The code above is thus converted into a letrec form. The semantics of letrec are similar to those of let (with one minor, though important, twist that will be explained further down below): the binding expressions for the new variables are not evaluated in the same environment that the letrec (or let) constructs. Instead, each expression is evaluated without any of the other variables being in scope. I.e. the variables a, f and b are only bound, in an environment, after their values have been evaluated. It will be this environment in which the body (and only the body and any of its subexpressions) is evaluated in. This is different from top-level definitions. Indeed, executing the code above leaving out the definition of foo (i.e. just lines 2–5 as top-level expressions) will work as expected.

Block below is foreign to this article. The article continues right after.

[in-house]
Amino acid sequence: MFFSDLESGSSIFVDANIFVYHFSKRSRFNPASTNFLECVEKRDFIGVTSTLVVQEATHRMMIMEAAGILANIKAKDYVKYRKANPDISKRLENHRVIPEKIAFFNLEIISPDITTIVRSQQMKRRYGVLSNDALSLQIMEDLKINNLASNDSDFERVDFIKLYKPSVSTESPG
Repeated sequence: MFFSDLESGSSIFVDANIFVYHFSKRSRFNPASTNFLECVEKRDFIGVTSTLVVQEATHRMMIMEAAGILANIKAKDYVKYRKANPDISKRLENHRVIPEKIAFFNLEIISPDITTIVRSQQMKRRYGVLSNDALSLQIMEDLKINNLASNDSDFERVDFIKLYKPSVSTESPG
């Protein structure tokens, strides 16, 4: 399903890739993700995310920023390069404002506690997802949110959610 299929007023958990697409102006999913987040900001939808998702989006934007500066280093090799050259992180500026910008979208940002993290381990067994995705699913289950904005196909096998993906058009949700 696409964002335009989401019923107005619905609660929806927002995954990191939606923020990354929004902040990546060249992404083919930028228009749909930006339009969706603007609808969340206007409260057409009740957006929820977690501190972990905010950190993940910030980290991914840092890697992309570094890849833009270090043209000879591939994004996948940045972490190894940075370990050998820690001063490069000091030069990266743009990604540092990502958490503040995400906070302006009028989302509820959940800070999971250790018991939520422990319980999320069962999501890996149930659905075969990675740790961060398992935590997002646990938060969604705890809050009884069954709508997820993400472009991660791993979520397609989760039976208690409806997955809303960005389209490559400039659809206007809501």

Binding Forms in R5RS

Scheme (R5RS) has three binding forms: let, letrec and let*.

let is the basic one. It evaluates the binding expressions in isolation (as explained before with letrec) and then evaluates the body in a new environment where these variables are assigned to these evaluation results. The difference between let and letrec is subtle, but quite fundamental in Scheme. Like its name suggests, letrec is used for recursive program. We explain its use with an example program.

(let ((fac (lambda (n)
             (if (= n 0)
                 (* n (fac (- n 1)))))))
  (fac 5))

The program above will fail to work. When evaluating the lambda expression, the resulting closure has the environment of the let expression as its lexical scope: not the environment where fac is defined. Thus the variable fac in the body of the lambda will not be defined. By using letrec instead of let, the lambda expression is evaluated in the same environment as the one in which the body will be evaluated.

An important property of letrec is that it has support for mutual recursion. An example can be found in the language specification, and I will therefore not repeat it here as it is not relevant to the present discussion.